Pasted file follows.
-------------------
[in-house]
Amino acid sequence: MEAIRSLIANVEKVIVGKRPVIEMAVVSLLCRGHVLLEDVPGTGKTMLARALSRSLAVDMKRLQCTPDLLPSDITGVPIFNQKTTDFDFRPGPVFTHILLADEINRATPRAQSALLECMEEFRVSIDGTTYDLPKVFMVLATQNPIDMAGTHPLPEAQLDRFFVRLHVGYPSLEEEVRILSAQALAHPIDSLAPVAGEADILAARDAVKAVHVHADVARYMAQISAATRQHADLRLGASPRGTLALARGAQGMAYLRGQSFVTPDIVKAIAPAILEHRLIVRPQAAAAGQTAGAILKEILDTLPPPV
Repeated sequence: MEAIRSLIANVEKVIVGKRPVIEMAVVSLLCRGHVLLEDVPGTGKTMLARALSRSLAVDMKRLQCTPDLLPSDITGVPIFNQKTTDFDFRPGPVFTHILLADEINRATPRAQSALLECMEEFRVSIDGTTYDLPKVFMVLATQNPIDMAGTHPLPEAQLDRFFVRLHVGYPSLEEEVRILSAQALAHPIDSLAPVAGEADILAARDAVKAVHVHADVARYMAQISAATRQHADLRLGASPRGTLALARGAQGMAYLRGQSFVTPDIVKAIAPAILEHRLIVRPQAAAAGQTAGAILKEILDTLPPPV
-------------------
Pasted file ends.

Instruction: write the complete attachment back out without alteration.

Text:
[in-house]
Amino acid sequence: MEAIRSLIANVEKVIVGKRPVIEMAVVSLLCRGHVLLEDVPGTGKTMLARALSRSLAVDMKRLQCTPDLLPSDITGVPIFNQKTTDFDFRPGPVFTHILLADEINRATPRAQSALLECMEEFRVSIDGTTYDLPKVFMVLATQNPIDMAGTHPLPEAQLDRFFVRLHVGYPSLEEEVRILSAQALAHPIDSLAPVAGEADILAARDAVKAVHVHADVARYMAQISAATRQHADLRLGASPRGTLALARGAQGMAYLRGQSFVTPDIVKAIAPAILEHRLIVRPQAAAAGQTAGAILKEILDTLPPPV
Repeated sequence: MEAIRSLIANVEKVIVGKRPVIEMAVVSLLCRGHVLLEDVPGTGKTMLARALSRSLAVDMKRLQCTPDLLPSDITGVPIFNQKTTDFDFRPGPVFTHILLADEINRATPRAQSALLECMEEFRVSIDGTTYDLPKVFMVLATQNPIDMAGTHPLPEAQLDRFFVRLHVGYPSLEEEVRILSAQALAHPIDSLAPVAGEADILAARDAVKAVHVHADVARYMAQISAATRQHADLRLGASPRGTLALARGAQGMAYLRGQSFVTPDIVKAIAPAILEHRLIVRPQAAAAGQTAGAILKEILDTLPPPV